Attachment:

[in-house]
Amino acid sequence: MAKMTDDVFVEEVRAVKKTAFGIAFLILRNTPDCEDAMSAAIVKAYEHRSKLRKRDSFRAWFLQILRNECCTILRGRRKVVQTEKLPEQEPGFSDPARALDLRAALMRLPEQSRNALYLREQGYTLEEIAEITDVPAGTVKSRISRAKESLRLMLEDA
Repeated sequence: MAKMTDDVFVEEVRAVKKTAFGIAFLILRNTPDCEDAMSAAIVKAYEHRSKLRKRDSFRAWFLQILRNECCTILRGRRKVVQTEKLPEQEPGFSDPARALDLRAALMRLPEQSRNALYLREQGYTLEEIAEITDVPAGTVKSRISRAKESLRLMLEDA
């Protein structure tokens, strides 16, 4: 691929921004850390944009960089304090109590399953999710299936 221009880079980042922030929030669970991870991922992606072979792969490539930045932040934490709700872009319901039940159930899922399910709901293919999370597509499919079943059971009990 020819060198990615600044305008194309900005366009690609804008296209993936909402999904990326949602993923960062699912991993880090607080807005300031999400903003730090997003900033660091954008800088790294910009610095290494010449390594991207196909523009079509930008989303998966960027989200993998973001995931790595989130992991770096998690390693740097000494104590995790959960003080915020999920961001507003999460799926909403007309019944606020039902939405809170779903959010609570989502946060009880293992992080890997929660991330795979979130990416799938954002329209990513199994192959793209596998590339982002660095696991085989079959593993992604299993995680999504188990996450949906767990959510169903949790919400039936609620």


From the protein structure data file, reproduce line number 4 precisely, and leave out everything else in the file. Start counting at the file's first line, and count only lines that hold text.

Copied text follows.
């Protein structure tokens, strides 16, 4: 691929921004850390944009960089304090109590399953999710299936 221009880079980042922030929030669970991870991922992606072979792969490539930045932040934490709700872009319901039940159930899922399910709901293919999370597509499919079943059971009990 020819060198990615600044305008194309900005366009690609804008296209993936909402999904990326949602993923960062699912991993880090607080807005300031999400903003730090997003900033660091954008800088790294910009610095290494010449390594991207196909523009079509930008989303998966960027989200993998973001995931790595989130992991770096998690390693740097000494104590995790959960003080915020999920961001507003999460799926909403007309019944606020039902939405809170779903959010609570989502946060009880293992992080890997929660991330795979979130990416799938954002329209990513199994192959793209596998590339982002660095696991085989079959593993992604299993995680999504188990996450949906767990959510169903949790919400039936609620």